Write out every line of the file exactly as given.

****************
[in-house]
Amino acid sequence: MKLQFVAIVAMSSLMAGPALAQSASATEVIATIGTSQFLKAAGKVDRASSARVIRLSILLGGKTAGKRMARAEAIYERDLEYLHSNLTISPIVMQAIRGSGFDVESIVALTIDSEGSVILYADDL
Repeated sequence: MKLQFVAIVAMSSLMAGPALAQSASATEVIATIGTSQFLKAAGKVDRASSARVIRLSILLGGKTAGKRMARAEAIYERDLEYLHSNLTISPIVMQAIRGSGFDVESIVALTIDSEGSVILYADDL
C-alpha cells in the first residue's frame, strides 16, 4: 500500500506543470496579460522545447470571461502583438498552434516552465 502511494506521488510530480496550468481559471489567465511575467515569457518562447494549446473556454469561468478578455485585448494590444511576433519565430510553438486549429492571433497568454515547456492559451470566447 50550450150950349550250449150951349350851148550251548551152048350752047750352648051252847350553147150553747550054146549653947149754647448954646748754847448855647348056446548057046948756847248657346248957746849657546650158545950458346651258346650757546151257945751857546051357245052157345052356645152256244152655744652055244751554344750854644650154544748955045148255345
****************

[in-house]
Amino acid sequence: MKLQFVAIVAMSSLMAGPALAQSASATEVIATIGTSQFLKAAGKVDRASSARVIRLSILLGGKTAGKRMARAEAIYERDLEYLHSNLTISPIVMQAIRGSGFDVESIVALTIDSEGSVILYADDL
Repeated sequence: MKLQFVAIVAMSSLMAGPALAQSASATEVIATIGTSQFLKAAGKVDRASSARVIRLSILLGGKTAGKRMARAEAIYERDLEYLHSNLTISPIVMQAIRGSGFDVESIVALTIDSEGSVILYADDL
C-alpha cells in the first residue's frame, strides 16, 4: 500500500506543470496579460522545447470571461502583438498552434516552465 502511494506521488510530480496550468481559471489567465511575467515569457518562447494549446473556454469561468478578455485585448494590444511576433519565430510553438486549429492571433497568454515547456492559451470566447 50550450150950349550250449150951349350851148550251548551152048350752047750352648051252847350553147150553747550054146549653947149754647448954646748754847448855647348056446548057046948756847248657346248957746849657546650158545950458346651258346650757546151257945751857546051357245052157345052356645152256244152655744652055244751554344750854644650154544748955045148255345